RIM Files Preemptory Suit Against German Patent-License Co.
TORONTO -(Dow Jones)- Research In Motion has fired a preemptory strike against IP Com, asking a Texas federal court to declare that RIM hasn't infringed on three IP Com patents.
The suit was filed on May 28 in U.S. District Court for the Northern District of Texas, Dallas division. RIM's U.S. headquarters are based in Dallas.
IP Com has countersued RIM in Germany, IP Com managing director, Cristoph Schoeller, told Dow Jones. He didn't provide details of the suit.
IP Com had been negotiating a license agreement with RIM when RIM filed its lawsuit, Schoeller said. "We thought we were in negotiations," he said, adding that he believes RIM may be trying to intimate IP Com.
Officials from RIM weren't immediately available for comment.
IP Com of Pullach, Germany, is a patent-license company, meaning it generates revenue solely by licensing and enforcing its intellectual property. It holds about 1,000 patents related to 2G, 2.5G and 3G GSM (global system for mobile communications) cellular-network technology. The patents were acquired in early 2007 from Robert Bosch, a German auto-parts supplier and engineering-services firm. The acquisition was funded in part by Fortress Investment Group (FIG), a large New York private-equity firm that holds close to a 50% stake in IP Com. IP Com's technology is patented in the U.S., Japan, China and many European countries.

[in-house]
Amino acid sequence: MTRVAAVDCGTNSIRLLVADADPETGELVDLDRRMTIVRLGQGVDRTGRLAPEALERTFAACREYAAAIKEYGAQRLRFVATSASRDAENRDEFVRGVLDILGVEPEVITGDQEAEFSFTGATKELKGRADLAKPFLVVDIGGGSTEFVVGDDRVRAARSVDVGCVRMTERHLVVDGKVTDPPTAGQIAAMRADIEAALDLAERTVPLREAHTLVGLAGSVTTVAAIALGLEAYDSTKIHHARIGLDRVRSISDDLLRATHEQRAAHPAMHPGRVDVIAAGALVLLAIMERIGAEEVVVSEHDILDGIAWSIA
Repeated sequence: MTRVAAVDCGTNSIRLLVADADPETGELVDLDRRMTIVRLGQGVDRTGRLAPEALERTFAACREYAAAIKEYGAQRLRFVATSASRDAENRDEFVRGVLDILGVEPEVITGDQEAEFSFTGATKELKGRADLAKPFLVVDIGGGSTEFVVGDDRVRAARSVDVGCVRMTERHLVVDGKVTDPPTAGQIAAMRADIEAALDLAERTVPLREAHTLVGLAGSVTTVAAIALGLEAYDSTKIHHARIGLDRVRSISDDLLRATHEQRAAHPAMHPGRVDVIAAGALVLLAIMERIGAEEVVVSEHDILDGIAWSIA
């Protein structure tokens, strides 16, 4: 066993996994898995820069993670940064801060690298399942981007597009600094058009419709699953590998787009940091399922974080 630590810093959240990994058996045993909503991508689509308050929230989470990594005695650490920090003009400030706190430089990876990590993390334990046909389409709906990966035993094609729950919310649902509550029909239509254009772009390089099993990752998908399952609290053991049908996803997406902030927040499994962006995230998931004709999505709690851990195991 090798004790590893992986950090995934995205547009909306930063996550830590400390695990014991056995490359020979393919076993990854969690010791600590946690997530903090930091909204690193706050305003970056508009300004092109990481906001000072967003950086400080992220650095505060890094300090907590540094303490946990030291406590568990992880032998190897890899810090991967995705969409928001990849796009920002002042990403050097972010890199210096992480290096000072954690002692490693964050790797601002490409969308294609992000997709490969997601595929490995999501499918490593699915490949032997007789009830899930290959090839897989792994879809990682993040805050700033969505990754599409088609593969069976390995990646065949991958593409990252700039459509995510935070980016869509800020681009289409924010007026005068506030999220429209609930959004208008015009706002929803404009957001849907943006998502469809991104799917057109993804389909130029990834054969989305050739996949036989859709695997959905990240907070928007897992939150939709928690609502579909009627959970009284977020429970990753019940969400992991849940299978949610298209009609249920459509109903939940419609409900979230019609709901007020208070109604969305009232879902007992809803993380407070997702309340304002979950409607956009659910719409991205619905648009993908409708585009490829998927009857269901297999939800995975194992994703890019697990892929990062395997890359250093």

The IP Com dispute is one of several infringement battles that RIM is waging. Earlier this year, the company traded infringement suits with Motorola Inc. (MOT) and it's in a long-running dispute with Visto Corp., a closely-held, wireless-email-software company.
RIM has been fortifying its patent portfolio in recent months as its surging revenue growth has made it a target of patent-infringement lawsuits. In its fiscal fourth quarter, RIM spent $310 million on patent acquisitions.
IP Com has sued Nokia for infringement in Germany and is seeking a 4-5% annual royalty from the Finnish cellphone maker. It also obtained a preliminary injunction on sales of the High Tech Computer Corp.'s HTC Touch Dual smartphone in Germany in March, but the preliminary injunction was stayed in Frankfurt District Court.
Schoeller declined to comment on the status of IP Com's case with HTC. He said the case with Nokia is pending.
-Stuart Weinberg, Dow Jones Newswires; 416-306-2026;
(END) Dow Jones Newswires